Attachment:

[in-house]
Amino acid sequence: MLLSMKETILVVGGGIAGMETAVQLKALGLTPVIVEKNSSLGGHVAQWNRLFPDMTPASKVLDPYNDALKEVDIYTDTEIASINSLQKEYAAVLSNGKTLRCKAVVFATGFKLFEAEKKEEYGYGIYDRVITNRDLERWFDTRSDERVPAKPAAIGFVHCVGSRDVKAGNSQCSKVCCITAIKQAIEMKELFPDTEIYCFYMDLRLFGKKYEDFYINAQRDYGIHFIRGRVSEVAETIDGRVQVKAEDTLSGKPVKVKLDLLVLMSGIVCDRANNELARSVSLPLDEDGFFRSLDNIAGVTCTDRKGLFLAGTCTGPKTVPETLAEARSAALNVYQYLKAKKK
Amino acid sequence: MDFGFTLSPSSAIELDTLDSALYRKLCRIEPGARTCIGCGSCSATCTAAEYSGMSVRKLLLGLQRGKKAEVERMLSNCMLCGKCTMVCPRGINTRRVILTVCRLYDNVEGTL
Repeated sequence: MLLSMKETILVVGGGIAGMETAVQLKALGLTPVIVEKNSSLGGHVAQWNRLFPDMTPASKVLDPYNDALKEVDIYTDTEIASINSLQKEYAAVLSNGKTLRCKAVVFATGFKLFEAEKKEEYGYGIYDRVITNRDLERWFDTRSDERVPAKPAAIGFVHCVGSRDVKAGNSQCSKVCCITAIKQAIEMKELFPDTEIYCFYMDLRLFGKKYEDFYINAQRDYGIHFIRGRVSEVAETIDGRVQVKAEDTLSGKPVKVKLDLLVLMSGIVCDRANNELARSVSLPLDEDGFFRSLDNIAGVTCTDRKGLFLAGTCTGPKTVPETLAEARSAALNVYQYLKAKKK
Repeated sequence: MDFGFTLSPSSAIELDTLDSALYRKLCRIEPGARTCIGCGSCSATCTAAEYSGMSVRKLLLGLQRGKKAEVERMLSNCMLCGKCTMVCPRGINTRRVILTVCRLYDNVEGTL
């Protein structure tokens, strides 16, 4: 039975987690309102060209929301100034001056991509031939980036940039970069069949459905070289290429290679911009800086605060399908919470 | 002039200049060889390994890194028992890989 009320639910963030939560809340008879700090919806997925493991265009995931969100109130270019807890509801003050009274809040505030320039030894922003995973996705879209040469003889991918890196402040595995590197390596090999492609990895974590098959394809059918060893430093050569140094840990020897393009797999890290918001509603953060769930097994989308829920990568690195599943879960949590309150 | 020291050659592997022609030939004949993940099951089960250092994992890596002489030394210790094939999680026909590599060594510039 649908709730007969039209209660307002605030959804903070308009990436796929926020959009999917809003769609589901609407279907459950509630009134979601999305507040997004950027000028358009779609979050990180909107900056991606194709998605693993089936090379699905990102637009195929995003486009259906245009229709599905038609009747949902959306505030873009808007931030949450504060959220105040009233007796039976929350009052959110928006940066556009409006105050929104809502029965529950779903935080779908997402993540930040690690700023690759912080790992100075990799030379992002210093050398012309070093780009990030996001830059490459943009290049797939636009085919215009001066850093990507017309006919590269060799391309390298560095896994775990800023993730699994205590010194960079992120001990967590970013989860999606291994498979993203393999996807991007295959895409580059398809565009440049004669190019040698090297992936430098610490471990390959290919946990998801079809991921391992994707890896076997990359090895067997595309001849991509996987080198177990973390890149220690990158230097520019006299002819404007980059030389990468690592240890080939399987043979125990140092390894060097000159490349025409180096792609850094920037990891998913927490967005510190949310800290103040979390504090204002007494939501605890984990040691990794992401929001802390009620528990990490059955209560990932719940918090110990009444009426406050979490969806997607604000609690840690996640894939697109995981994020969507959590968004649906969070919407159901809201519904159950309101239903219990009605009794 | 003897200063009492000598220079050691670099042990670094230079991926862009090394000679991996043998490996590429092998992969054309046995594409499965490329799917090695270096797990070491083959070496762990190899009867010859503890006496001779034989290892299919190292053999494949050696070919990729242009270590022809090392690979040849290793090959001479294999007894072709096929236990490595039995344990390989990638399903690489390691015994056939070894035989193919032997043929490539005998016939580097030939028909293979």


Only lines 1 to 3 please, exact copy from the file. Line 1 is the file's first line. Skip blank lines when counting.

[in-house]
Amino acid sequence: MLLSMKETILVVGGGIAGMETAVQLKALGLTPVIVEKNSSLGGHVAQWNRLFPDMTPASKVLDPYNDALKEVDIYTDTEIASINSLQKEYAAVLSNGKTLRCKAVVFATGFKLFEAEKKEEYGYGIYDRVITNRDLERWFDTRSDERVPAKPAAIGFVHCVGSRDVKAGNSQCSKVCCITAIKQAIEMKELFPDTEIYCFYMDLRLFGKKYEDFYINAQRDYGIHFIRGRVSEVAETIDGRVQVKAEDTLSGKPVKVKLDLLVLMSGIVCDRANNELARSVSLPLDEDGFFRSLDNIAGVTCTDRKGLFLAGTCTGPKTVPETLAEARSAALNVYQYLKAKKK
Amino acid sequence: MDFGFTLSPSSAIELDTLDSALYRKLCRIEPGARTCIGCGSCSATCTAAEYSGMSVRKLLLGLQRGKKAEVERMLSNCMLCGKCTMVCPRGINTRRVILTVCRLYDNVEGTL